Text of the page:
Central banks have stepped up their funding efforts to support banks. The ECB launched TLTRO 3 in June, giving European banks the opportunity to borrow a further EUR 1 trillion at very attractive rates, over a four-year horizon. Many banks, especially those in Southern Europe, are also benefiting from government guarantees on new loans.
These measures have enabled banks to continue lending to the corporate and household sector. Moreover, a number of governments have implemented direct measures, including furlough schemes, to support companies by shouldering a portion of their payrolls, thus sustaining the viability of these businesses. Loan default rates have been contained as a result, which in turn has tempered credit losses. This has meant European banks have been able to continue to act as conduits of liquidity, sustaining activity in the real economy and being part of the solution.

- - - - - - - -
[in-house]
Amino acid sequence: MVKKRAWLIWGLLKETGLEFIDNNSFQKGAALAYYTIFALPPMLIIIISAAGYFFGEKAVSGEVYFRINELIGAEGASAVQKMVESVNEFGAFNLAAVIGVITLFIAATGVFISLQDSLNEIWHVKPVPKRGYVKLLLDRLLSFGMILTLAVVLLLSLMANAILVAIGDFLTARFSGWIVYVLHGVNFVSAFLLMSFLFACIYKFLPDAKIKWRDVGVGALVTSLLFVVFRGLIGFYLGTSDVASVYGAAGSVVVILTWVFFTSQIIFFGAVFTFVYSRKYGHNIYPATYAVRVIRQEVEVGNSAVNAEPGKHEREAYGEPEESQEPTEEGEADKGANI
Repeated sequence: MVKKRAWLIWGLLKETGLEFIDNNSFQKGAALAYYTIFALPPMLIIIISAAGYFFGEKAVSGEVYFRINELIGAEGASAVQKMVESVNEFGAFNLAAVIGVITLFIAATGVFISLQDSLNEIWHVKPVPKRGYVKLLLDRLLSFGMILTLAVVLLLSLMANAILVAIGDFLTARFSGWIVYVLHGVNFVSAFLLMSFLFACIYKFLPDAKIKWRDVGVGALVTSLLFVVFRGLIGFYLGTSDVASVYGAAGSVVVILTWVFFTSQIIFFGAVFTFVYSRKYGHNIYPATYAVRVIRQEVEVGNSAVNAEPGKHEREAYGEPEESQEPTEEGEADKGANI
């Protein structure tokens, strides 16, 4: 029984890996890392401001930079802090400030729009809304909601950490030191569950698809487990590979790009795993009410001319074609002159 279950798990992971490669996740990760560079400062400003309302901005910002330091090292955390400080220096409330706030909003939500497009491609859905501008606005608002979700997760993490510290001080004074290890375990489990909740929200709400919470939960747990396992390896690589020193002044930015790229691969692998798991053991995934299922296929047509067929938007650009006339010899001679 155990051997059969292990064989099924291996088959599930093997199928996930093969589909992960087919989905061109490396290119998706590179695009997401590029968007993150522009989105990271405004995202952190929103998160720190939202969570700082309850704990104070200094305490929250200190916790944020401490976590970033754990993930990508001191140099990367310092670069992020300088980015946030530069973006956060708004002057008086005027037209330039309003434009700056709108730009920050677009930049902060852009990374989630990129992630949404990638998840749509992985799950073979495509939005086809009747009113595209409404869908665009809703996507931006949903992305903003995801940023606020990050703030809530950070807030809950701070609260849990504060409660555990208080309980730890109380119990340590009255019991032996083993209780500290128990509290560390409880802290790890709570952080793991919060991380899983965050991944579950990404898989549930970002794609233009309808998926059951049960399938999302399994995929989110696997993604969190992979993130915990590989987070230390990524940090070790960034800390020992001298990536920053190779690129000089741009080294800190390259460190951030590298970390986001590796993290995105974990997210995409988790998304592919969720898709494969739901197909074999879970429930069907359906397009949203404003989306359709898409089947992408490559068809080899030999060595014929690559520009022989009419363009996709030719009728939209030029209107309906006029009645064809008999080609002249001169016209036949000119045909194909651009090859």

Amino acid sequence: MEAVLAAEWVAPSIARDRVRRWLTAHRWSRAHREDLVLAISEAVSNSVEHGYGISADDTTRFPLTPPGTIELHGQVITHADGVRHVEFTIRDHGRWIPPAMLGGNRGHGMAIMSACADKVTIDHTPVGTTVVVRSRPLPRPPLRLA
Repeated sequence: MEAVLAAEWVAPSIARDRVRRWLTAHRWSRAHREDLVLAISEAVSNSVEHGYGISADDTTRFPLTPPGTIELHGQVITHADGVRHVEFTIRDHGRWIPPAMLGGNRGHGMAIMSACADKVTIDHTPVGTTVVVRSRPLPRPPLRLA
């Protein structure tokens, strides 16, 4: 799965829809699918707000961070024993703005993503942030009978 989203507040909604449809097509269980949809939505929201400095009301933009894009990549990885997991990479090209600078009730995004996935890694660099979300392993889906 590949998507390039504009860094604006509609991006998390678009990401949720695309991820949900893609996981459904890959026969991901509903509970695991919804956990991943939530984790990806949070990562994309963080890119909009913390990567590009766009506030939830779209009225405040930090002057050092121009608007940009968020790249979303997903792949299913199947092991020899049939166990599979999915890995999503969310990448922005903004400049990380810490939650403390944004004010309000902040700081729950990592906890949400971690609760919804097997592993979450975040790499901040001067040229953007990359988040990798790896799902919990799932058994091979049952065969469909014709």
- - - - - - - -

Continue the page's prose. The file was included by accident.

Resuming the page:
We expect banks, on average, to put aside 1% of their loan book this year, as provisioning for credit losses; this is three times higher than what we saw last year. Although credit losses are rising, these losses are much smaller than they were in the global financial crisis, even though the economic contraction is more severe this time. This is all thanks to the shock-absorbing effect of the government support measures currently in place.